Initially, it will froth and foam, and then begin to settle down.  Around the 8 minute mark, the froth will subside, it will then start to bubble and crackle quite vigorously and with much noise.  It will continue like this for another 3 – 4 minutes,  then the bubbling will soften.

ghee stage 3

You will know you are near the end when the ghee boils rapidly, then begins to slow down.  Use your sense of hearing as you will hear the intense bubbling, then a quieter sound.  Watch carefully, the ghee will burn quickly at this stage. Burnt ghee takes on a granular texture when chilled and turns a dull beige colour because the lactose sugars have caramelized to burned.

Cook until a thin crust begins to form on the surface and milky-white solids fall to the bottom of the pan.

When you become more experienced in making ghee, I like to leave it another 30 seconds after the bubbly has disappeared, to intensify the flavour. Do this carefully as it is easy to burn the ghee. I keep a small wooden spoon nearby and depending on the quality or brand of butter it may foam and threaten to foam over – this is where the spoon is needed to stir the top part of the foam so that it subsides.

ghee froth

Turn off the heat, and allow the pot to continue to sit on the stove, it will continue to bubbly slightly.

ghee stage6

Eventually, it will turn from white to fawn-coloured.  The ghee will become clear, translucent and pleasantly fragrant, it is done.   Allow to cool slightly in the pot.

finished ghee

It is optional to pour the hot ghee through a very thin sieve.  I use a tea strainer.  Or alternatively allow the ghee to settle and pour the ghee as is, into a jar using the leftover residue to make a delicious treat.  See below.  Avoid letting any moisture or water into the ghee as this promotes bacterial growth.

ghee straining

Additionally, the residue left in the strainer and the pot can be turned into a sweet.  Add ½ cup whole wheat flour to pot, stir for 5 minutes on medium heat. Add 2 teaspoon of sweetener, jaggery or unrefined sugar and keep stirring another 2 minutes.  Add ½ cup milk, stir and turn off heat. Form into balls and enjoy!  An alternative combination: use sooji (cream of wheat) and coconut or add to the pot cooked brown rice.

As it sits it will become semi-soft and creamy.  (Unless you live in a very hot climate, it will stay liquid.)  Ghee does not need to be refrigerated and can be kept on the counter for months.  It never lasts that long in our house.  Use as a replacement for oil/butter in cooking.  It can also be used to ‘cool down too spicy food’.  My son, loves it drizzled on rice.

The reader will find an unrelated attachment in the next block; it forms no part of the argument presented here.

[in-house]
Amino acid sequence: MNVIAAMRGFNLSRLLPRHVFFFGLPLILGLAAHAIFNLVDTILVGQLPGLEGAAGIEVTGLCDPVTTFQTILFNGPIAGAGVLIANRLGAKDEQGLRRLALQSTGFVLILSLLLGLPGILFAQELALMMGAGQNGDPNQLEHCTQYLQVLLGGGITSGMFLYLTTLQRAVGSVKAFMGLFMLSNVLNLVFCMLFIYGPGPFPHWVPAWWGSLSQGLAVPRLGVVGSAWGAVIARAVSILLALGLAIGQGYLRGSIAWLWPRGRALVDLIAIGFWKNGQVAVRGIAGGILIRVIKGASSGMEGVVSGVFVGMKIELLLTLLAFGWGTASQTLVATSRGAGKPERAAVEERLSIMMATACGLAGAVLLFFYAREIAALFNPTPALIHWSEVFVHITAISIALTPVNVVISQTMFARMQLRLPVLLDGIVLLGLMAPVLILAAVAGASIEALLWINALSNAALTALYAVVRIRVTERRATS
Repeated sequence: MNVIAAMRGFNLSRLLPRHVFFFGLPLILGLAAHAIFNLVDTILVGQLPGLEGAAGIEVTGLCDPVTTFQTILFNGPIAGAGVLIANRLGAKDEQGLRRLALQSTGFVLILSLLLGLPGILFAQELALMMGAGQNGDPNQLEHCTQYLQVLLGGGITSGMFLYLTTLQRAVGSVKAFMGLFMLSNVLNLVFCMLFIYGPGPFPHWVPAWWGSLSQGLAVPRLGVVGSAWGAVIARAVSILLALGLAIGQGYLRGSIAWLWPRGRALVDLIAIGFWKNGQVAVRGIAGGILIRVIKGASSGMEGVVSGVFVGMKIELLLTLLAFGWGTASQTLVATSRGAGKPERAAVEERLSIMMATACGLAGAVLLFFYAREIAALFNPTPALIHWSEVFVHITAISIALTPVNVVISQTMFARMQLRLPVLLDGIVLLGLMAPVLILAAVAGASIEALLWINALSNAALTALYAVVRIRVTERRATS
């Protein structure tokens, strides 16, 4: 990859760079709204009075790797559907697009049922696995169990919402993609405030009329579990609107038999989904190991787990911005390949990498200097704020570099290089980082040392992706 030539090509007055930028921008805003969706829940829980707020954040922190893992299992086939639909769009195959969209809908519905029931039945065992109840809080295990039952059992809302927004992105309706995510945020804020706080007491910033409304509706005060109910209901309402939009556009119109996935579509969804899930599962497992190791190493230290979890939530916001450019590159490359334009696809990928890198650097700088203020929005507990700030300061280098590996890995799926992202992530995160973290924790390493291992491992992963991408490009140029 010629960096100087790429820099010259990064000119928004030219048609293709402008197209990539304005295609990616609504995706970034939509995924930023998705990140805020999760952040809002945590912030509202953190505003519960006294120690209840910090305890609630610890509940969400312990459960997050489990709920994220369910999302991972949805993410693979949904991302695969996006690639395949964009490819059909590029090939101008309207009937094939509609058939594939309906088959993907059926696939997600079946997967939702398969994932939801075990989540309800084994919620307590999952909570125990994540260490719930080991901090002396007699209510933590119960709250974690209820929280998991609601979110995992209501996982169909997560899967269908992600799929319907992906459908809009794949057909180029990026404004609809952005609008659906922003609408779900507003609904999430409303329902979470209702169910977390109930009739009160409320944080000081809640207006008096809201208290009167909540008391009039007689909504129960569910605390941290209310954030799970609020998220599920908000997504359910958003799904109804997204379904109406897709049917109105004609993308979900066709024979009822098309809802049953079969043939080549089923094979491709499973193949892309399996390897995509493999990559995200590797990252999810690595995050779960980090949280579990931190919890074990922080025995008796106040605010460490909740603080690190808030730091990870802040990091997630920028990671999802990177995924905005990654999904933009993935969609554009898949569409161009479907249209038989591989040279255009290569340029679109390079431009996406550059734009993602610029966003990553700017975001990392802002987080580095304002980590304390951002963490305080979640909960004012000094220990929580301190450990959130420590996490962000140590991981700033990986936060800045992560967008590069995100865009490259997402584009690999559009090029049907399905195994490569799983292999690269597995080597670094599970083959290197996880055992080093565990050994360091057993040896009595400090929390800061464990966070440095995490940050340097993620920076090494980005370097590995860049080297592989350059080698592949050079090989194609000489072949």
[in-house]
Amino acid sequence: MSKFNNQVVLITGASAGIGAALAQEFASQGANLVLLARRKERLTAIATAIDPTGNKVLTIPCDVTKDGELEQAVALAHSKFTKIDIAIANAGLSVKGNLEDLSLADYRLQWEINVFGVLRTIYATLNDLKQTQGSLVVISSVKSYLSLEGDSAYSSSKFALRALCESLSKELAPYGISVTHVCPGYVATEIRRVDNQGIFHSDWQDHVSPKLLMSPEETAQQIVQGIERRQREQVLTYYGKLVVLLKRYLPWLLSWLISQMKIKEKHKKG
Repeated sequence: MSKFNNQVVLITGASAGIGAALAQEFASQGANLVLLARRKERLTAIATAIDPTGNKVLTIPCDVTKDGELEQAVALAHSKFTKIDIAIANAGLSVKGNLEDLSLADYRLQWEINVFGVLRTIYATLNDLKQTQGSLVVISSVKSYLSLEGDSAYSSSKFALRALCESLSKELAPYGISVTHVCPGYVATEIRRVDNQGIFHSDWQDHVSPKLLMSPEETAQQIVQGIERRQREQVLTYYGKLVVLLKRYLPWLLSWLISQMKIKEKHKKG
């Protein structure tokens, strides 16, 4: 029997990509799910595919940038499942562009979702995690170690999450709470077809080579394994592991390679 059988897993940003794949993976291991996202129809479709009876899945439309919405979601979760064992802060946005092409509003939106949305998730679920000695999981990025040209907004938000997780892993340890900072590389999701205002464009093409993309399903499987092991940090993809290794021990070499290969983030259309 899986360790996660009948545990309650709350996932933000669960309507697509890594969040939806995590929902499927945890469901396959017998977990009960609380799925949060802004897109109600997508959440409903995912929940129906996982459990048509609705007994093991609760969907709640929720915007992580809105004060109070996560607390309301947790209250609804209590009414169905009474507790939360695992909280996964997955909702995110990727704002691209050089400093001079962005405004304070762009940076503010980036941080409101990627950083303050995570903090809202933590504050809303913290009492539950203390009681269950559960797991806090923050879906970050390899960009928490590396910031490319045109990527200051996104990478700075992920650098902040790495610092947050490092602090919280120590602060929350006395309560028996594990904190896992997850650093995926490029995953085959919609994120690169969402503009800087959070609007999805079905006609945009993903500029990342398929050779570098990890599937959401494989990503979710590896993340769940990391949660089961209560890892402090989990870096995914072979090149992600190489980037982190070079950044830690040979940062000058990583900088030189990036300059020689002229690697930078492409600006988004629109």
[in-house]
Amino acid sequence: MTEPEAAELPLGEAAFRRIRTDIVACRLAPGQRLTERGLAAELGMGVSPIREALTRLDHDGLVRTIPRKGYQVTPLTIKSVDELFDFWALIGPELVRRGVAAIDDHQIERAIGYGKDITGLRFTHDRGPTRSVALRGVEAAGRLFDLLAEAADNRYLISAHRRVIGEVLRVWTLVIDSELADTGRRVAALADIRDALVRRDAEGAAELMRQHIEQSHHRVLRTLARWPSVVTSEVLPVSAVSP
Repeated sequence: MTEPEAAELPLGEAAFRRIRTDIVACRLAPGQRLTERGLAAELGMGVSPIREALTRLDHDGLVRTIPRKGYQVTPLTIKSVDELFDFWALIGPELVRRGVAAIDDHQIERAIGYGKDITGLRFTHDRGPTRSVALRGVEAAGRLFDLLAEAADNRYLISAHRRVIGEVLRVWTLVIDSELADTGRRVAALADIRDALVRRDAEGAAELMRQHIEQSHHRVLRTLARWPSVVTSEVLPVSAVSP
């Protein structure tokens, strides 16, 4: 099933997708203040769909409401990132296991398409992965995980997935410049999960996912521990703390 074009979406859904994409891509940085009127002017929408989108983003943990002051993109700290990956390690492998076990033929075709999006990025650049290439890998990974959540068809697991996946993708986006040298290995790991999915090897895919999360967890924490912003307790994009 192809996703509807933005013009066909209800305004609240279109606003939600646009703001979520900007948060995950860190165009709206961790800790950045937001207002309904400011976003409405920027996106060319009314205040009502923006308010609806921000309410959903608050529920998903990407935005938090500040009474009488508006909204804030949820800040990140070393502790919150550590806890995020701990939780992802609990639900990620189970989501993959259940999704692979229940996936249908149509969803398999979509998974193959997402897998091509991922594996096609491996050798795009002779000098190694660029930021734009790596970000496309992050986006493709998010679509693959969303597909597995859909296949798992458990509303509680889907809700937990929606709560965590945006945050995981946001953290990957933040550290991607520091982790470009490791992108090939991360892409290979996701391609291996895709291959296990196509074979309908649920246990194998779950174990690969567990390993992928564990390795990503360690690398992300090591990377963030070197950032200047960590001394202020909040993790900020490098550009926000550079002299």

solid ghee - finished

Goodness shared from Stacey


22nd June 2009


I woke up on Friday with newfound energy and found myself in the kitchen inspired to make my weekly supplies of granola, tofu, ghee and dosa batter.  All in one morning!

As a family, we try to stay away from the processed boxed cereals.  As these are heated to such high temperatures and pressures, this makes them very hard to digest.  I needed to come up with something that would tempt my children and keep them tempting.  Something that tasted good.  This granola seemed to do the trick.


meet our very naughty, mischievous, goats – Grace & Ester


Enjoying this version above, dried apricots, macadamia, orange & lemon zest


Lately, I have been grinding 2 cups of the oats to a rough flour and add ½ cup water to the wet ingredients  – creating clusters of crunchy oats throughout.  

I often prepare a batch of granola and a jar of homemade almond milk to give as a gift for a house-warming or just to say thank-you.  Just bottle it in a jar or paper bag with a homemade label.

Makes about 6 cups 

ingredients :

500g  flaked rolled oats (crushed/rolled if prefer a smoother granola)

200 – 300g flaked almonds/finely chopped slivers whole almonds

50g each of sunflower and sesame seeds

65g/¾ cup unsweetened coconut flakes

¼ tsp ground cardamom powder

2 tsp cinnamon powder

½ tsp fine rock salt

1 Tbsp vanilla essence

½ cup of ghee/cold-pressed coconut oil/olive oil (I use an equal mix of ghee & oil)

½ cup maple syrup

¼ cup brown rice syrup

160g/1 cup dried fruit, coarsely chopped (sultanas, cranberries, dates, goji, figs or dried apricots)

preparation :

Pre-heat oven to 350 F/180 C.

In a large bowl, combine oats, flaked almonds, seeds, coconut flakes, cardamom, cinnamon powder and salt, stir to combine.   In a separate bowl whisk together the melted ghee & oil, maple & brown rice syrup and vanilla essence.  Pour over the oat mixture and combine well, for about a minute, so all is well-coated.

Spread the granola mixture out on a deep baking tray and roast in the oven for 30 – 40 minutes.  Turn the granola over every 8 – 10 minutes.  Remove from the oven and allow to cool.  The granola will continue to crisp as it stands.  Once cool, stir in the dried fruit.  Serve with fresh milk, home-made almond milk or creamy yoghurt and with seasonal fruit.  Great for breakfast, lunch or dinner!


Shared goodness from Stacey

almond milk